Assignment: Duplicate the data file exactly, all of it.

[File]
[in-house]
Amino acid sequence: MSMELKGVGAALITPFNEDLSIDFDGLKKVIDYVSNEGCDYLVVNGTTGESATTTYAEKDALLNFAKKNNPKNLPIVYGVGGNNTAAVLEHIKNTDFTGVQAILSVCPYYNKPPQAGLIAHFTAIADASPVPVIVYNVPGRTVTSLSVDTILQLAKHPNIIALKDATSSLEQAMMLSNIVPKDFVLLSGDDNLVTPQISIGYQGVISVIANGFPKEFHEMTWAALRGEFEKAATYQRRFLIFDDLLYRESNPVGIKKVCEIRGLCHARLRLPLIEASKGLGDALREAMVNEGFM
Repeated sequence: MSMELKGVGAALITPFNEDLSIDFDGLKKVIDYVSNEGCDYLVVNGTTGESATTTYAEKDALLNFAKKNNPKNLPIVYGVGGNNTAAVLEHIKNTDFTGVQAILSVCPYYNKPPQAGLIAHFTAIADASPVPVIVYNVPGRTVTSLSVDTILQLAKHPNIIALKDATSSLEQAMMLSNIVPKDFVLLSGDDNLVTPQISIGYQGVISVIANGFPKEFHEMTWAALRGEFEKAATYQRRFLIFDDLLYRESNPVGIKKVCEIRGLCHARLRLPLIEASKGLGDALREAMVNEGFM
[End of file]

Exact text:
[in-house]
Amino acid sequence: MSMELKGVGAALITPFNEDLSIDFDGLKKVIDYVSNEGCDYLVVNGTTGESATTTYAEKDALLNFAKKNNPKNLPIVYGVGGNNTAAVLEHIKNTDFTGVQAILSVCPYYNKPPQAGLIAHFTAIADASPVPVIVYNVPGRTVTSLSVDTILQLAKHPNIIALKDATSSLEQAMMLSNIVPKDFVLLSGDDNLVTPQISIGYQGVISVIANGFPKEFHEMTWAALRGEFEKAATYQRRFLIFDDLLYRESNPVGIKKVCEIRGLCHARLRLPLIEASKGLGDALREAMVNEGFM
Repeated sequence: MSMELKGVGAALITPFNEDLSIDFDGLKKVIDYVSNEGCDYLVVNGTTGESATTTYAEKDALLNFAKKNNPKNLPIVYGVGGNNTAAVLEHIKNTDFTGVQAILSVCPYYNKPPQAGLIAHFTAIADASPVPVIVYNVPGRTVTSLSVDTILQLAKHPNIIALKDATSSLEQAMMLSNIVPKDFVLLSGDDNLVTPQISIGYQGVISVIANGFPKEFHEMTWAALRGEFEKAATYQRRFLIFDDLLYRESNPVGIKKVCEIRGLCHARLRLPLIEASKGLGDALREAMVNEGFM